Fine. But such actions don’t warrant adjectives like “unprecedented.” You might try asking Saddam about sanctions. There are plenty of precedents. Sanctions can bite, even against a big, rich country like Iran, and they carry an unmistakable political rebuke. But they are not a silver bullet, as my tireless colleague Mark Dubowitz likes to say, and there is no case, so far as I know, where sanctions have forced a hostile regime to either reform or “go.” And the journalists have been told as much: “Though the moves may not have any immediate impact on the Syrian regime’s behavior, officials hope it sends a powerful signal that Assad is no longer welcome in the international community.”
So we’re hitting Assad with words and actions to “send a powerful signal.” That’s where we’re at, at least officially and openly. And it’s a good thing. I’ve been calling for it for months. Those signals matter, as we learned from Soviet dissidents in and after the latter years of the Cold War. When Reagan gave his Evil Empire speech, it had a real effect inside the Soviet Empire, and previous declarations of “x must go” have proven consequential as well. Just ask Hosni Mubarack. Or Muammar Qadaffi.
But it’s not enough to send signals; if we’re going to be taken seriously, we have to support the nonviolent revolution under way in Syria, and also in its patron state, Iran. For there is little doubt that the slaughter in Syria has been greatly assisted, and perhaps even micromanaged, from Tehran. Iranian sharpshooters are hard at work, gunning down Syrian protesters. Chinese-trained Iranian cyber experts have taught Assad’s security forces how to block the social networks, and track down users. Syria has created a new domestic security force explicitly modeled on Iran’s hated Basij, and there are thousands of Quds Force officers and killers in Syria, aiding, abetting and encouraging the Syrian Army, and doing a bit of slaughter on their own.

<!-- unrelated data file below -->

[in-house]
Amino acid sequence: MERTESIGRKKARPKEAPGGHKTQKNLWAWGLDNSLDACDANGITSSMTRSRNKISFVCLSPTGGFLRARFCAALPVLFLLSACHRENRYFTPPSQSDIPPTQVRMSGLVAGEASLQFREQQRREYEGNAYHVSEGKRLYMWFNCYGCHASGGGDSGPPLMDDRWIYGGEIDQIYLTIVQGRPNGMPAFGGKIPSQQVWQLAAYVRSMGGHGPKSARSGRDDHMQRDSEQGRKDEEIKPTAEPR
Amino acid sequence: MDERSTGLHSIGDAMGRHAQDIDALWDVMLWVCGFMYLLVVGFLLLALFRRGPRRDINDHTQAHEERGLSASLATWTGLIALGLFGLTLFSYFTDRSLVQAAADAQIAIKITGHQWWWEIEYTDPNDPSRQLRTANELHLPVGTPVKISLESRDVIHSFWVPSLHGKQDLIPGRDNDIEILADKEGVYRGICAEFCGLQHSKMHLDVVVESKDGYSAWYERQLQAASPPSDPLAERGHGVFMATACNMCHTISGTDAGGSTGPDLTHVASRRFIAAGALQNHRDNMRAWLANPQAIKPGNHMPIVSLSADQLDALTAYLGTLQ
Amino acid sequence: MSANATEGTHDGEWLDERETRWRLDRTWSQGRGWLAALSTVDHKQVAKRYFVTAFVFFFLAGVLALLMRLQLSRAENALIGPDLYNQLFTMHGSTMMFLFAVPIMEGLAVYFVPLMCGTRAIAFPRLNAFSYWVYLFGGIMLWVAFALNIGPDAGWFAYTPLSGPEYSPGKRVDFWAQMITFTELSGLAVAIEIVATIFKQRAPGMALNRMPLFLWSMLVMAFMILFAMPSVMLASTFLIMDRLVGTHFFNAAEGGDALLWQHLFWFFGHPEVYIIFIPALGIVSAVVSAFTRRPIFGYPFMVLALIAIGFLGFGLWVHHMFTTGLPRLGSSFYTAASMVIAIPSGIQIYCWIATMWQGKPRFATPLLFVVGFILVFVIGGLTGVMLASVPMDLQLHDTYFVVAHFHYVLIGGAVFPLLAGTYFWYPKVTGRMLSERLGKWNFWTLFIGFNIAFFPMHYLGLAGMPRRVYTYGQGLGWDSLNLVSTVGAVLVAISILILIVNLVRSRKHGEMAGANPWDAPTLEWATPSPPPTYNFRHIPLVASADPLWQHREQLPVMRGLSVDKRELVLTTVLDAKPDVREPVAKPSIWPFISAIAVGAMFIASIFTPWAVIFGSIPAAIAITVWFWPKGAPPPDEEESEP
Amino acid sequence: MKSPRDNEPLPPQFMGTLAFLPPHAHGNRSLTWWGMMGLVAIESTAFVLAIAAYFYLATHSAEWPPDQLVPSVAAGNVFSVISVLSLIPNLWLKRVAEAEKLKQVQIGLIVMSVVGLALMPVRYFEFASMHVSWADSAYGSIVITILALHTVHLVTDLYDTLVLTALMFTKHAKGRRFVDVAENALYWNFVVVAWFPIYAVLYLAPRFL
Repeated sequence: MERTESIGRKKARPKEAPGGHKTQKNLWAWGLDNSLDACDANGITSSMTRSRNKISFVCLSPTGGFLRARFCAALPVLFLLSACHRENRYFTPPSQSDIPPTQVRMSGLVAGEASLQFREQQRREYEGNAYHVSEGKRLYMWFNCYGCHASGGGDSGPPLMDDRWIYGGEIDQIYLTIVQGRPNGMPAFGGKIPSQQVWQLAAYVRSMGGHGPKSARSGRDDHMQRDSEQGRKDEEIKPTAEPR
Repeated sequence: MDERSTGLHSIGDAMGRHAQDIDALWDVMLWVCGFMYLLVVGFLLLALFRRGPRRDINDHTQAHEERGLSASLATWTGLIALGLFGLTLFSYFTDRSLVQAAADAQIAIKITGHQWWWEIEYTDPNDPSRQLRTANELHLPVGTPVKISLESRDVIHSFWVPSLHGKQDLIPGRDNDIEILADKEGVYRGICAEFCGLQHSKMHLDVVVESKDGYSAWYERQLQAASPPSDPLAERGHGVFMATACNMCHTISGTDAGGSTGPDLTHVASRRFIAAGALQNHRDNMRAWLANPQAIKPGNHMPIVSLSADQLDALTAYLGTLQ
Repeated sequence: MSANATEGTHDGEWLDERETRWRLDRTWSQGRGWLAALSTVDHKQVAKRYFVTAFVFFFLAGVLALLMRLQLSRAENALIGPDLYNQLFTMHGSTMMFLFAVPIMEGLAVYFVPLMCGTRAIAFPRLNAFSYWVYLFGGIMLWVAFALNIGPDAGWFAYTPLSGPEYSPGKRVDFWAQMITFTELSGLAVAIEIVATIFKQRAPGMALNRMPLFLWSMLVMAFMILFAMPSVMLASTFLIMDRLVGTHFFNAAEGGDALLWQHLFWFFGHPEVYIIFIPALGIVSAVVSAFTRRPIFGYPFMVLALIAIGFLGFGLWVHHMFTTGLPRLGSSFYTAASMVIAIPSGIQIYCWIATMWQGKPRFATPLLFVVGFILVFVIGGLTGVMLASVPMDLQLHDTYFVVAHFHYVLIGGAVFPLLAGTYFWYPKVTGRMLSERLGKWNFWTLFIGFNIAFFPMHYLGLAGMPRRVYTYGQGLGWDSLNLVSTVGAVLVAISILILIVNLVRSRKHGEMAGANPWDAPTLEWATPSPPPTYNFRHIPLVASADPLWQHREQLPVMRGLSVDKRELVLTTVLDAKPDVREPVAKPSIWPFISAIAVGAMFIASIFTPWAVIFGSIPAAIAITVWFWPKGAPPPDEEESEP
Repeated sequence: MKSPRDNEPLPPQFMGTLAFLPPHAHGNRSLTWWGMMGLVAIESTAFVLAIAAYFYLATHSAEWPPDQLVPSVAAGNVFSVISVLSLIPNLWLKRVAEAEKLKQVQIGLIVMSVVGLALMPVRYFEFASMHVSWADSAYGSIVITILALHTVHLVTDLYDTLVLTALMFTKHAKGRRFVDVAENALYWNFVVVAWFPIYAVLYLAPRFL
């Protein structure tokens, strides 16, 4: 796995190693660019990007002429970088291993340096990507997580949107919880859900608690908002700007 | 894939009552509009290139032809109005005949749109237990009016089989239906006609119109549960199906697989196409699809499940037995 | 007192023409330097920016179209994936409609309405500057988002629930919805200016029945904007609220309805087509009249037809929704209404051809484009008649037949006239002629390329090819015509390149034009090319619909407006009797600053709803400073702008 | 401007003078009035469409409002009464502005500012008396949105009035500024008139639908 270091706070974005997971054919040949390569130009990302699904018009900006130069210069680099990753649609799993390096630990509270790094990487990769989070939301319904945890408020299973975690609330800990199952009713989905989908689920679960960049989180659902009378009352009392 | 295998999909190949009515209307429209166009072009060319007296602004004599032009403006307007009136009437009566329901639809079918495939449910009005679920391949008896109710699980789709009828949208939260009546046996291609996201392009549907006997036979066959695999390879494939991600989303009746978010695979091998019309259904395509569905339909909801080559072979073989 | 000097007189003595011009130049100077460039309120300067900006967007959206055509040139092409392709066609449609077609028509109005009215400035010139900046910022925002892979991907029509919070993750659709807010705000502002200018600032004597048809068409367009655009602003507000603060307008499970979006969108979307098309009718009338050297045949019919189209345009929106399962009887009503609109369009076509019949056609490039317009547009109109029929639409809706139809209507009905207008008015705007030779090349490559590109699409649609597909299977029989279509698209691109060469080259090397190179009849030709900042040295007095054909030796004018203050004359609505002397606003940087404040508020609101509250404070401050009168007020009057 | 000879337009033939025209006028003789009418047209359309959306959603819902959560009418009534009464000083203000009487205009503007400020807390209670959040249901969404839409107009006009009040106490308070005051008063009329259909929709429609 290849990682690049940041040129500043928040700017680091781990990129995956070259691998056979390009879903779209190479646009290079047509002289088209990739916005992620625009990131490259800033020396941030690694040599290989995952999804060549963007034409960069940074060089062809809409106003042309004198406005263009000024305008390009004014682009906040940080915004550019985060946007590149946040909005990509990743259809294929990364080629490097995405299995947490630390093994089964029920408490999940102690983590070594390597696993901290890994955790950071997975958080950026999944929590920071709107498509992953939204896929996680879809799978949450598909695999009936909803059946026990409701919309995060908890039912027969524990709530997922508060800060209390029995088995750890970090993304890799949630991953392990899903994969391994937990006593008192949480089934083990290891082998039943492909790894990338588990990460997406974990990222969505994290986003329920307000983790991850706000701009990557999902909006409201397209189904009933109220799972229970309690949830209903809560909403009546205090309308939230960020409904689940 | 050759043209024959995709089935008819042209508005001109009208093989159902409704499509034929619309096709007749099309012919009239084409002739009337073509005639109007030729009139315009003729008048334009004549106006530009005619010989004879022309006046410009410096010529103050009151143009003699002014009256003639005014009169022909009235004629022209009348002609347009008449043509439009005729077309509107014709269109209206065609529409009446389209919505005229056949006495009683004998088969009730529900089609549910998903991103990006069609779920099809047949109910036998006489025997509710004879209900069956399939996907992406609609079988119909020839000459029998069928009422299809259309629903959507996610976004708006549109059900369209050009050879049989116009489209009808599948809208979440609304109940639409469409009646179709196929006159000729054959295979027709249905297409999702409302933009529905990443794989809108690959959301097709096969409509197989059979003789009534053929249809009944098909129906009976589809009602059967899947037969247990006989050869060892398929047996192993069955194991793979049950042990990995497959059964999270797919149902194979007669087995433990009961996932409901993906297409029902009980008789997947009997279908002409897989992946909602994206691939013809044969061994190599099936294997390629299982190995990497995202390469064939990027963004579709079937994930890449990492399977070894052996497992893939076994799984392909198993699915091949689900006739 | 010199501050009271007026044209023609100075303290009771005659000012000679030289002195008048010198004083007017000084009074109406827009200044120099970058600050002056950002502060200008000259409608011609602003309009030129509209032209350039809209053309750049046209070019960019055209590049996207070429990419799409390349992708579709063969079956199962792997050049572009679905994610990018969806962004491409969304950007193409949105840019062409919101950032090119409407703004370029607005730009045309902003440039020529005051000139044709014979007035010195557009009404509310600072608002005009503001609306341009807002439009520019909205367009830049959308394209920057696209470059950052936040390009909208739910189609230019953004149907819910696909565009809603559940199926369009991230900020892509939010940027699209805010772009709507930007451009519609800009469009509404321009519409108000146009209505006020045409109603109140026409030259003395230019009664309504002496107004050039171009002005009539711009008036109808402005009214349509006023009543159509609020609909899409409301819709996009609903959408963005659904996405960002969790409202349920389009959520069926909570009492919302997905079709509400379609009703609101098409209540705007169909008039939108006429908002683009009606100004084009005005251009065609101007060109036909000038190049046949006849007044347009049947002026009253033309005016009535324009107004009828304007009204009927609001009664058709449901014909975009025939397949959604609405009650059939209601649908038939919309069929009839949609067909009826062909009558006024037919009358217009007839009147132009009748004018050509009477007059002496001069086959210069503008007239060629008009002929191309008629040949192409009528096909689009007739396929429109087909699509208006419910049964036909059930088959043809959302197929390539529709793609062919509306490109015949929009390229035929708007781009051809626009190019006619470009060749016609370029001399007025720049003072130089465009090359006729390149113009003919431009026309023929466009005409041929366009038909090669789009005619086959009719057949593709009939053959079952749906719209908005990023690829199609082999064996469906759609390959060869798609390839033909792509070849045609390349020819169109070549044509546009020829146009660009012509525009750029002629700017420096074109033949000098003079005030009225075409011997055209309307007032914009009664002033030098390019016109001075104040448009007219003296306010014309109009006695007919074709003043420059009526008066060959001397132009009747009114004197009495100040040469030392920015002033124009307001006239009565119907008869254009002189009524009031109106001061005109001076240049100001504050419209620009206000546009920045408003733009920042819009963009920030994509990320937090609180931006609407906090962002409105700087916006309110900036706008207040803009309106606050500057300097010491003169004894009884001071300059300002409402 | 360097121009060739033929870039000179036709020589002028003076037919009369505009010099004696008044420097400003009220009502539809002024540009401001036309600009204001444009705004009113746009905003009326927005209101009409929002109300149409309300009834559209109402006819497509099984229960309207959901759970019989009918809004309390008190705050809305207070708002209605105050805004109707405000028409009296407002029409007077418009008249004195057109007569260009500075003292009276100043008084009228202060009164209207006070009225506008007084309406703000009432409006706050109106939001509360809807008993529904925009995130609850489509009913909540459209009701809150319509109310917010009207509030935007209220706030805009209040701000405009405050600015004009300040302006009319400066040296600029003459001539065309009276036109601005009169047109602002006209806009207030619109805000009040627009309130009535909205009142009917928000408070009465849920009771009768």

Supreme Leader Ali Khamenei knows the stakes are very high in Syria, both because it would inspire the Iranian opposition to challenge him more openly, and because it would deprive the Iranian state of the Syrian base of its most important terrorist proxies, Hezbollah, Islamic Jihad, and Hamas. A few weeks ago he warned the Turks that if Iran were forced to choose between Syria and Turkey, he would choose Syria. And not a day goes by without some high official in Tehran warning the world of very dire consequences if anyone acts against Assad.
Whatever Obama may think, and whatever Hillary may say, we are now at war with the Assad regime, and there is now an added dimension to the thirty-plus year war that the Islamic Republic of Iran declared in 1979. Do we have a strategy to win that war? For extras: there are other members of the Syriana axis of malevolence. Venezuela, for one, and Russia for another. The two cases are enormously different, needless to say, but if we’re going to war, we’d best have a clear view of the full battlefield.
Finally, as others have cautioned, it’s always possible to make bad things even worse. If Assad survives, it will further confirm the region’s conviction that Obama is a wimp, although the fall of Qadaffi would mitigate things at least a bit, at least for a while. Moreover, if Assad survives, the world will see it as an Iranian victory and an American defeat. And the world will be right. Moreover again, the “new Syria” might turn out to be even more hostile to us than the old one. I tend to doubt this, but I doubt that we know for sure, or even for probable…
We should not want Libya 4.0 in Syria and Iran. We should not want to send NATO forces into those countries, a move that would be morally and strategically wrong. Obama was right when he said that such decisions should be made by the people of the countries in question. But he failed to pronounce the next sentence: “they have indeed decided: they do not want their regime, and so we will do what we can to help them get there.”